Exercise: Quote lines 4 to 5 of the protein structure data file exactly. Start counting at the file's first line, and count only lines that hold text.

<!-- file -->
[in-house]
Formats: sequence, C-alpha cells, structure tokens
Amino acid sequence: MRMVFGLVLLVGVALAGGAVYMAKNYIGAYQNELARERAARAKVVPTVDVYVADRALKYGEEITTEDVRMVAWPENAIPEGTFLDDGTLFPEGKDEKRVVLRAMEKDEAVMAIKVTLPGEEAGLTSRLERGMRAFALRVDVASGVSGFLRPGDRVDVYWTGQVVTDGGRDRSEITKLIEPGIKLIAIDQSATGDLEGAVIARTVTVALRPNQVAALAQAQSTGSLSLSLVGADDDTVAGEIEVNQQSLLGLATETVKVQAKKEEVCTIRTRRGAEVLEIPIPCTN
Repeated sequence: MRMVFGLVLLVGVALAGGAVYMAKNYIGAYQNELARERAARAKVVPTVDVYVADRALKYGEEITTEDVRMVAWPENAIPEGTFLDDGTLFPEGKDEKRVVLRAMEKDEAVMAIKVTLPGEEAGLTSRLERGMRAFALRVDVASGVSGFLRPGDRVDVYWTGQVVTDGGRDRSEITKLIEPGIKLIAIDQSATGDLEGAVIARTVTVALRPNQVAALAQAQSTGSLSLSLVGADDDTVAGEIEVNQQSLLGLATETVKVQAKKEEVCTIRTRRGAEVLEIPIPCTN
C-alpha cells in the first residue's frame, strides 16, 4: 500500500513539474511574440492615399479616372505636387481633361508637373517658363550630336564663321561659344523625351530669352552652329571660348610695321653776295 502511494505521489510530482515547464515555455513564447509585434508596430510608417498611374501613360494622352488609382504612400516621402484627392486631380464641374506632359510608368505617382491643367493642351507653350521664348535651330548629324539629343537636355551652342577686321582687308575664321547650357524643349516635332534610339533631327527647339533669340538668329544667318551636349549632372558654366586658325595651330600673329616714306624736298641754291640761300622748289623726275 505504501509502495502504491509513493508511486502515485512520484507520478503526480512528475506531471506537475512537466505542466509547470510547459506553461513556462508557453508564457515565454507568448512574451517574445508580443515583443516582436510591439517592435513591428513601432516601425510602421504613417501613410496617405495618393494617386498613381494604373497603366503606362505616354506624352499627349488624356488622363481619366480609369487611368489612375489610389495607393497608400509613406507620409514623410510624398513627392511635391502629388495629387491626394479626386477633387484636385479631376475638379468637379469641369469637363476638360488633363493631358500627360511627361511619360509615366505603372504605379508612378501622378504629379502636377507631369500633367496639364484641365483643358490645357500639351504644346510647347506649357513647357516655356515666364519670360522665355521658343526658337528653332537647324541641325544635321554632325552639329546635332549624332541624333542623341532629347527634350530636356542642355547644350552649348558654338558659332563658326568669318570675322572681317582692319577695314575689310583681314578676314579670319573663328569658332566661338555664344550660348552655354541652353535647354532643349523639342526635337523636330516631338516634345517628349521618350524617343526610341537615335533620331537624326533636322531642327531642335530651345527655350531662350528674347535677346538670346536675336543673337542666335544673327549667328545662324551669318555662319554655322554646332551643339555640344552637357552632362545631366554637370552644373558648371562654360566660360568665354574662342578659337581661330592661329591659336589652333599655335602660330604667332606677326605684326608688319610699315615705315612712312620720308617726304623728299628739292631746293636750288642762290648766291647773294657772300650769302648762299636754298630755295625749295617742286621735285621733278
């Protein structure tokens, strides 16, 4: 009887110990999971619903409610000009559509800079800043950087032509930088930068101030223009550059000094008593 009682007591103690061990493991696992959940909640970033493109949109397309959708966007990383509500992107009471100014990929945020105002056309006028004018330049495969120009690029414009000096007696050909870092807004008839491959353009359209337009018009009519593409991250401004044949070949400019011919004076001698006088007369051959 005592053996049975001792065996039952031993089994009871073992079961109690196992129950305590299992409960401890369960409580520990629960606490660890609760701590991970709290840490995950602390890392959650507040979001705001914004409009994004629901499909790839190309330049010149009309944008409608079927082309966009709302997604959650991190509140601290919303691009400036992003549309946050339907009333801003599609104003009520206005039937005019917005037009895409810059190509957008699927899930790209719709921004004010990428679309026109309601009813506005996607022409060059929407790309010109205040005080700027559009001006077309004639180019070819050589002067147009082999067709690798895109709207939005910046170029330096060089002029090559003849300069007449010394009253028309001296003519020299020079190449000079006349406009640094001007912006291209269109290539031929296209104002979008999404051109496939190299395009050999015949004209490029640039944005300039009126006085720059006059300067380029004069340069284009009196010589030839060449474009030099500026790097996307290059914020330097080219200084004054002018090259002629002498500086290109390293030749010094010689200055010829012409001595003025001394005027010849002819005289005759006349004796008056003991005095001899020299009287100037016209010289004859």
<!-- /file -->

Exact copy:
Repeated sequence: MRMVFGLVLLVGVALAGGAVYMAKNYIGAYQNELARERAARAKVVPTVDVYVADRALKYGEEITTEDVRMVAWPENAIPEGTFLDDGTLFPEGKDEKRVVLRAMEKDEAVMAIKVTLPGEEAGLTSRLERGMRAFALRVDVASGVSGFLRPGDRVDVYWTGQVVTDGGRDRSEITKLIEPGIKLIAIDQSATGDLEGAVIARTVTVALRPNQVAALAQAQSTGSLSLSLVGADDDTVAGEIEVNQQSLLGLATETVKVQAKKEEVCTIRTRRGAEVLEIPIPCTN
C-alpha cells in the first residue's frame, strides 16, 4: 500500500513539474511574440492615399479616372505636387481633361508637373517658363550630336564663321561659344523625351530669352552652329571660348610695321653776295 502511494505521489510530482515547464515555455513564447509585434508596430510608417498611374501613360494622352488609382504612400516621402484627392486631380464641374506632359510608368505617382491643367493642351507653350521664348535651330548629324539629343537636355551652342577686321582687308575664321547650357524643349516635332534610339533631327527647339533669340538668329544667318551636349549632372558654366586658325595651330600673329616714306624736298641754291640761300622748289623726275 505504501509502495502504491509513493508511486502515485512520484507520478503526480512528475506531471506537475512537466505542466509547470510547459506553461513556462508557453508564457515565454507568448512574451517574445508580443515583443516582436510591439517592435513591428513601432516601425510602421504613417501613410496617405495618393494617386498613381494604373497603366503606362505616354506624352499627349488624356488622363481619366480609369487611368489612375489610389495607393497608400509613406507620409514623410510624398513627392511635391502629388495629387491626394479626386477633387484636385479631376475638379468637379469641369469637363476638360488633363493631358500627360511627361511619360509615366505603372504605379508612378501622378504629379502636377507631369500633367496639364484641365483643358490645357500639351504644346510647347506649357513647357516655356515666364519670360522665355521658343526658337528653332537647324541641325544635321554632325552639329546635332549624332541624333542623341532629347527634350530636356542642355547644350552649348558654338558659332563658326568669318570675322572681317582692319577695314575689310583681314578676314579670319573663328569658332566661338555664344550660348552655354541652353535647354532643349523639342526635337523636330516631338516634345517628349521618350524617343526610341537615335533620331537624326533636322531642327531642335530651345527655350531662350528674347535677346538670346536675336543673337542666335544673327549667328545662324551669318555662319554655322554646332551643339555640344552637357552632362545631366554637370552644373558648371562654360566660360568665354574662342578659337581661330592661329591659336589652333599655335602660330604667332606677326605684326608688319610699315615705315612712312620720308617726304623728299628739292631746293636750288642762290648766291647773294657772300650769302648762299636754298630755295625749295617742286621735285621733278